By Eric Elton, Director of Outreach at Prince of Peace Lutheran Church in Minnesota
I recently returned from my fifth trip to Illambo, Tanzania—a very remote village in central Tanzania. To get to the village, you have to go over a very steep, rough mountain. As we traveled through the tight switchbacks of this mountain, a voice came from the back of the vehicle. Lusungu Msigwa, a pastor from this part of Tanzania: “Never in my lifetime did I ever think I would see power lines get this far out into the rural parts of Tanzania.”
Msigwa is the Director of Bega Kwa Bega in Iringa, Tanzania and has been a pastor here for nearly seven years. His love for this community is evident and it was great to have him with us.
Since my first visit to Illambo nine years ago, I have seen five water wells installed in the village, two church buildings built in the area, and 14 kids able to go to a boarding school nearby. But this time, Msigwa and I had the opportunity to see a few solar panels that had just been installed in the community.
The village of Illambo is incredibly remote. It can take more than 12 hours by foot just to visit the dentist. It may take several hours to get to the market, which makes any commerce quite difficult. Foot travel is usually the only way to get to your destination. If your community has a road, it is often rough and not well-maintained – they are often washed out from the rainy season, which makes it very difficult for vehicles to reach the villages.
As we continued the conversation with Msigwa, we asked him how access to electricity can benefit communities. He spoke for a while about the impact of electricity in different areas of life. Clinics would be able to store certain medicines that require special care that electricity would provide. There are medical devices that need electricity to function that are currently not available. Currently, babies born in the middle of the night are delivered near a kerosene lamp with a very distinct odor. Lights would provide cleaner air and a brighter atmosphere for the office.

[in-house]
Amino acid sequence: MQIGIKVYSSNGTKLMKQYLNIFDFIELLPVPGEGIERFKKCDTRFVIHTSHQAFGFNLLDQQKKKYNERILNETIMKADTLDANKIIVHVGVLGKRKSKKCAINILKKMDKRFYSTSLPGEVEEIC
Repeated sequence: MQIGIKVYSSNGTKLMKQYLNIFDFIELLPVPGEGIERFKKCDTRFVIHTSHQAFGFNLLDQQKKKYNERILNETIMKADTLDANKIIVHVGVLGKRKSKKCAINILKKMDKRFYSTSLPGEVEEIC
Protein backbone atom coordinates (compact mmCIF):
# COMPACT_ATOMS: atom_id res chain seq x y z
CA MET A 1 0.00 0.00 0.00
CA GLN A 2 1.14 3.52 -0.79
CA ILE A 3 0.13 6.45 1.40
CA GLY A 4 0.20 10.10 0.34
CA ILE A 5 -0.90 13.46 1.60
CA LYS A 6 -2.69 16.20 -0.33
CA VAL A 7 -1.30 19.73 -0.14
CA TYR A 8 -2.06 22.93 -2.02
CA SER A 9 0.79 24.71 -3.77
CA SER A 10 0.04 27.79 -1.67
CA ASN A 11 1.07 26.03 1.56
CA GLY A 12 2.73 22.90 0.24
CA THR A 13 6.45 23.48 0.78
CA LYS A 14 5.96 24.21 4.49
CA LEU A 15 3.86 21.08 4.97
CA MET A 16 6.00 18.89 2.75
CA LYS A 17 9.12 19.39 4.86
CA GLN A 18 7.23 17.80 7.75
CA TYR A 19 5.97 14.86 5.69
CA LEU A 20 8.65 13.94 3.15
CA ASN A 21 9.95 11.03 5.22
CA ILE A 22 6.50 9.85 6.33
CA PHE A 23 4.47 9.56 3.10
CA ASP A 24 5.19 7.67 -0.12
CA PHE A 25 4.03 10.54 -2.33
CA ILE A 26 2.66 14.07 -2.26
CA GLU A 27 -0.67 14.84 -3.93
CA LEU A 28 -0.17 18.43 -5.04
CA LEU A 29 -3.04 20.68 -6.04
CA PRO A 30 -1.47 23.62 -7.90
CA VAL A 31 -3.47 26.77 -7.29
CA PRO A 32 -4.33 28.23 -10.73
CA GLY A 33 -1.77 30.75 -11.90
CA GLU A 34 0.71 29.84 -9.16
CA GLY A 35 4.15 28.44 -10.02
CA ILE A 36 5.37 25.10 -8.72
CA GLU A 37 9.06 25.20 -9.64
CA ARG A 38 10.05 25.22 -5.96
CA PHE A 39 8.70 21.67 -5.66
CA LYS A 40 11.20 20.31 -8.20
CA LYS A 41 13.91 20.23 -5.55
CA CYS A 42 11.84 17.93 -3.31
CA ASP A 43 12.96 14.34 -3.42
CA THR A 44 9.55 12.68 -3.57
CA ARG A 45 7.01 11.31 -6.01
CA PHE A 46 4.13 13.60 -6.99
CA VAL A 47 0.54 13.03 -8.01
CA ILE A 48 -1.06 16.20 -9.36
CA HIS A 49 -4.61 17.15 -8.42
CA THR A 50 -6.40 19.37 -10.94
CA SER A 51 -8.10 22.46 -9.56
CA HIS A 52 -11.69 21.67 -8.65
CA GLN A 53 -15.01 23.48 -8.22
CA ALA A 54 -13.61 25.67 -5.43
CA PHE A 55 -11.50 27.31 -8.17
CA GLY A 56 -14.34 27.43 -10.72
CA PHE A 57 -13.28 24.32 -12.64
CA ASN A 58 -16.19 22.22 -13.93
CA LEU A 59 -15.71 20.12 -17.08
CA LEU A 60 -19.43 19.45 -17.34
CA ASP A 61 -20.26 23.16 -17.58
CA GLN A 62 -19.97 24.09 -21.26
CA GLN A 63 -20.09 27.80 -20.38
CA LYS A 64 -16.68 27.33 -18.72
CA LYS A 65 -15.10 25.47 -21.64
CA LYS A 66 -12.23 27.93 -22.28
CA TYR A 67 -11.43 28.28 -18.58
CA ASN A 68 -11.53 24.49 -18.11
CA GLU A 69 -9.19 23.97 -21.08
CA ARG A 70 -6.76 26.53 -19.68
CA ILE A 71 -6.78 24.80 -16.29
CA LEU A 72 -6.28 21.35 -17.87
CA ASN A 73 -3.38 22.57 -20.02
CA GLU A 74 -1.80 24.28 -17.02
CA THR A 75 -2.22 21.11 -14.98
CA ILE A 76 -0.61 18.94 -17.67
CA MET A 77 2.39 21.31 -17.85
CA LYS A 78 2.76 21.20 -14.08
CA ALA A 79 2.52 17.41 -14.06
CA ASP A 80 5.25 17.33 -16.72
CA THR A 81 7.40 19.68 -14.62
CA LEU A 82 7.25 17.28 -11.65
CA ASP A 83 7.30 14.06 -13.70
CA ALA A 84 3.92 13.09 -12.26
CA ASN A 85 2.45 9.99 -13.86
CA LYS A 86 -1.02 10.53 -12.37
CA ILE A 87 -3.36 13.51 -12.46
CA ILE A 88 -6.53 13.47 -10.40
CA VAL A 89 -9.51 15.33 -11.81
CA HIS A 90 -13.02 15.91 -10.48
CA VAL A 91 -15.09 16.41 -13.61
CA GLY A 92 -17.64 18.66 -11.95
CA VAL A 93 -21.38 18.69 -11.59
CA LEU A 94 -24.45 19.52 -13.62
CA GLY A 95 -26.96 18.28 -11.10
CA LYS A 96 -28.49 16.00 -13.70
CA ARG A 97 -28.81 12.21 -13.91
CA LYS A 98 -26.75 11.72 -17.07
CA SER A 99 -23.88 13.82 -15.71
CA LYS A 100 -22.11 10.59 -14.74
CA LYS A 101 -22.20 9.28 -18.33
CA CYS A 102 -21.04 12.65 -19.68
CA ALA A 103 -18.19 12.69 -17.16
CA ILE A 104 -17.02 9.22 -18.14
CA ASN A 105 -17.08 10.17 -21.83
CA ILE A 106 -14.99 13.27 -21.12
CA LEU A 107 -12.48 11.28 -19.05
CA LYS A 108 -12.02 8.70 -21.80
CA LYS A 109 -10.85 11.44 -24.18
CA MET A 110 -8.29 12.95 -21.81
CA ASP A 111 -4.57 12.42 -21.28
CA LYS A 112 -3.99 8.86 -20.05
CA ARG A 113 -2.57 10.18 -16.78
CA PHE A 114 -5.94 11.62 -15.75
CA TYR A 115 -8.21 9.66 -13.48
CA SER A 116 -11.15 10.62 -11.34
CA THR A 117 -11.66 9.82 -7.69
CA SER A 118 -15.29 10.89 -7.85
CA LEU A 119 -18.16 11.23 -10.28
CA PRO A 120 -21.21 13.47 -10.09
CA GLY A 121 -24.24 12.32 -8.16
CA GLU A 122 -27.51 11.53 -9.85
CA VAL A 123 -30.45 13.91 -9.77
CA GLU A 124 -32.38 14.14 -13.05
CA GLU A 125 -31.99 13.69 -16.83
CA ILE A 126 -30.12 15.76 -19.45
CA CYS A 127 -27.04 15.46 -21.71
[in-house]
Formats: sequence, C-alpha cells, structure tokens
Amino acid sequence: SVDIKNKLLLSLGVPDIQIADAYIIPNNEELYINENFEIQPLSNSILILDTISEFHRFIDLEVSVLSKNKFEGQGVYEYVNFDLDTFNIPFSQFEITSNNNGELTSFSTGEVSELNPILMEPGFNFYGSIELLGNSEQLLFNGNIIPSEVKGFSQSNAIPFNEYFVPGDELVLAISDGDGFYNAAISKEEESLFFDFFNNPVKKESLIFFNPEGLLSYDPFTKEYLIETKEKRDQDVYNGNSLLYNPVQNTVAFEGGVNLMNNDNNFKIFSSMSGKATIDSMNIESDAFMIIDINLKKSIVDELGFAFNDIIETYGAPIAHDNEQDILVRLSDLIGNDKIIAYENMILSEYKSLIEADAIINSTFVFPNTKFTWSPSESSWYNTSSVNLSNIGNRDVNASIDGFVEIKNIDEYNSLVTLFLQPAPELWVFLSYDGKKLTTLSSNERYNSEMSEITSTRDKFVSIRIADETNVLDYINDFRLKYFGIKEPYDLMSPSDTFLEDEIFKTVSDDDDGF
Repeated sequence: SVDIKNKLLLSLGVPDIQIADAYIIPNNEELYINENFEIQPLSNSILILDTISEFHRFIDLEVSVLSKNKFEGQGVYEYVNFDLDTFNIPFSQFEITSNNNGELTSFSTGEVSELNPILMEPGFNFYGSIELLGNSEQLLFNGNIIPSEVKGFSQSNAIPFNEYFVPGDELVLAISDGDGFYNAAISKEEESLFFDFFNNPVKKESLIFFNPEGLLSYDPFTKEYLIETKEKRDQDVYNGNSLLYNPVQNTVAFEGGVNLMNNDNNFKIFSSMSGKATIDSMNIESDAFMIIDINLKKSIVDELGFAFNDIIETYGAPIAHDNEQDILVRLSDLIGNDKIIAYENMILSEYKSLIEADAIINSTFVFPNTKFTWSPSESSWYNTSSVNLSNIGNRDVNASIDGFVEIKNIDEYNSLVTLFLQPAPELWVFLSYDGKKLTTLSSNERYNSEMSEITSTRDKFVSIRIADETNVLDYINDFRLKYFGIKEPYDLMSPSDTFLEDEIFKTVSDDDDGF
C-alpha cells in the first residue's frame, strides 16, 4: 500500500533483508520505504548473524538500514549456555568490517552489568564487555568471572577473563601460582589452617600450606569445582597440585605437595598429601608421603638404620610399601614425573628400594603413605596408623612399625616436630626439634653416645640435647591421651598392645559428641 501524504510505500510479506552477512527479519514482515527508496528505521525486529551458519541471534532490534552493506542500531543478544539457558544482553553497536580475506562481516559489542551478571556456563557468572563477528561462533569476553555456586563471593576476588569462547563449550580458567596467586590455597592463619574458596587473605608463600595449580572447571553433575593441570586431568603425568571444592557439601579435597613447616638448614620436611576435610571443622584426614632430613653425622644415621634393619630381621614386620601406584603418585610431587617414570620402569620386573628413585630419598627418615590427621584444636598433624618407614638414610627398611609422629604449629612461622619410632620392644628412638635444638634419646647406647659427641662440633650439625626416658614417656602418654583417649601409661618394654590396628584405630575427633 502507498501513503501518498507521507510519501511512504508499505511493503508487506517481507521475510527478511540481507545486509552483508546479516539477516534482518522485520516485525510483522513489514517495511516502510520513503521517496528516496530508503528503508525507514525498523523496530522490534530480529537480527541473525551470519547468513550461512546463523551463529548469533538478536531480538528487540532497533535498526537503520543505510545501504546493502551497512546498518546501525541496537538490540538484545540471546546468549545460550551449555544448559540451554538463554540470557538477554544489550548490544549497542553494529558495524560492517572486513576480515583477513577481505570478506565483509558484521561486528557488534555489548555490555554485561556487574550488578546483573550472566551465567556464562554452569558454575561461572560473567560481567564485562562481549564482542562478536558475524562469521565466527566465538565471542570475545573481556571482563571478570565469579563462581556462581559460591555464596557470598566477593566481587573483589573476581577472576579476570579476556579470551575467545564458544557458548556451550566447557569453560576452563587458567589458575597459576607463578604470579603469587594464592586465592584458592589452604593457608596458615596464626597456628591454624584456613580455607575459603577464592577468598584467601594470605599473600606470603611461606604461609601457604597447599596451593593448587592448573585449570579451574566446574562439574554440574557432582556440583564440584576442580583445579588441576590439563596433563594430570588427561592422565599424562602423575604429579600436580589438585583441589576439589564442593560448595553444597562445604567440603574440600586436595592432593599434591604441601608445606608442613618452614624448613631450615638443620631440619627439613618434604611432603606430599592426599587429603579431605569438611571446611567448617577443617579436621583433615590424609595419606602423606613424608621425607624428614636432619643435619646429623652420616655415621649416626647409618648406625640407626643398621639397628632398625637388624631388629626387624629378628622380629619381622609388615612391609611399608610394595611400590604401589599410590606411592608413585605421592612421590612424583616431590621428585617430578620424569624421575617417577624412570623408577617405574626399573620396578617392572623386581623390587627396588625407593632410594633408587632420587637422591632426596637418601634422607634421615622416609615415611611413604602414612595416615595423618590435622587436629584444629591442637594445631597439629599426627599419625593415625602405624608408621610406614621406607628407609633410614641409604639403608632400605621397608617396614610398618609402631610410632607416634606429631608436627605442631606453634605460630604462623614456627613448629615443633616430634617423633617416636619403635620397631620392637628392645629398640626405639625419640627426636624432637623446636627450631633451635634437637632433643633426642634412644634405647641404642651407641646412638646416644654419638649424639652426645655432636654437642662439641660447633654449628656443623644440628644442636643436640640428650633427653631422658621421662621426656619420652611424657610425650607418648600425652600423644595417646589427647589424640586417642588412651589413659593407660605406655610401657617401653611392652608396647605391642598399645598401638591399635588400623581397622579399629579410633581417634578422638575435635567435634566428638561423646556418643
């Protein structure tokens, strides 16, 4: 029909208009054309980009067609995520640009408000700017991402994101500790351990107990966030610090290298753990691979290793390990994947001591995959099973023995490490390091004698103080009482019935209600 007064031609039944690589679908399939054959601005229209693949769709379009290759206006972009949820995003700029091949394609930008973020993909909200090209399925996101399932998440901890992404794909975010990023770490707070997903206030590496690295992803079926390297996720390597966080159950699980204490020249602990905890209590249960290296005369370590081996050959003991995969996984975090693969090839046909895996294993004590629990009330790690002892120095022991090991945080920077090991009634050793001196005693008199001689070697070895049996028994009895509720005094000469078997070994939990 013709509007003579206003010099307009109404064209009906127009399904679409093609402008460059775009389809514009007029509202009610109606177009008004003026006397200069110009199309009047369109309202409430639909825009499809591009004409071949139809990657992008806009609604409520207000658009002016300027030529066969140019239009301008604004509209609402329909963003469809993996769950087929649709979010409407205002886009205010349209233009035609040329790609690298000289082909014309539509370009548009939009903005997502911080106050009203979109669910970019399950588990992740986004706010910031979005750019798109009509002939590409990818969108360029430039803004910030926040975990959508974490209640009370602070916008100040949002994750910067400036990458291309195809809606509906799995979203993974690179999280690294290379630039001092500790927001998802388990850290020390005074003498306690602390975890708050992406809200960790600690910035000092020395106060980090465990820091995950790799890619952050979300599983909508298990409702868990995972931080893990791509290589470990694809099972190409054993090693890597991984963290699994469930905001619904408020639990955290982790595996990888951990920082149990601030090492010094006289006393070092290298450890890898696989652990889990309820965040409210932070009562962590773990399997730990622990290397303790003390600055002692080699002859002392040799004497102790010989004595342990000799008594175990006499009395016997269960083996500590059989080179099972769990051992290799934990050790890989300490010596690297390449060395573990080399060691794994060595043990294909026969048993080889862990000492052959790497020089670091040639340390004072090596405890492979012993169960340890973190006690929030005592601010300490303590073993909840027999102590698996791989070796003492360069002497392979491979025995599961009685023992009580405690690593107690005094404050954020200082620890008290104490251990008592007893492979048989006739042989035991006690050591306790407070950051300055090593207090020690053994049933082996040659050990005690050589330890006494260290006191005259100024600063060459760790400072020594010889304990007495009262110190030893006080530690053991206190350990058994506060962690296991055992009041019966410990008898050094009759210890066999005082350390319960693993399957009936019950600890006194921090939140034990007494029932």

Electricity would also improve education for students. Many classrooms are pretty dark, which makes it difficult for learning. I have two girls of my own and I know they wouldn’t have been able to see their homework with the little light. Lights would make it easier for the students to see their books and papers. They would be able to use educational tools that require power. Education is believed to be one of the key resources for breaking the cycles of poverty, so not only would students have access to new learning tools, but new opportunities in the future could be opened to them.
Commerce would be impacted by the introduction of electricity, too. Machines that process agriculture products could be introduced. Once these products are processed, they can be brought to market for sale. Proceeds could be brought back to the village to boost the economy. Electricity would really impact all aspects of life.
The solar panels that had just been installed generate enough power for about 12 LED lights to last for evening activities, with electricity to spare—assuming there is full sunlight during the day for charging. The first night the panels were installed, the clinic was able to use the new electricity for a birth in the middle of the night!
The reality of extensive access to electricity in Illambo is quite slim. The steep, rough mountain we had to travel across to reach Illambo separates the village from the end of the power line. But with the glimpse of light the community has seen, Msigwa wonders how his community could change if electricity made it up the mountain.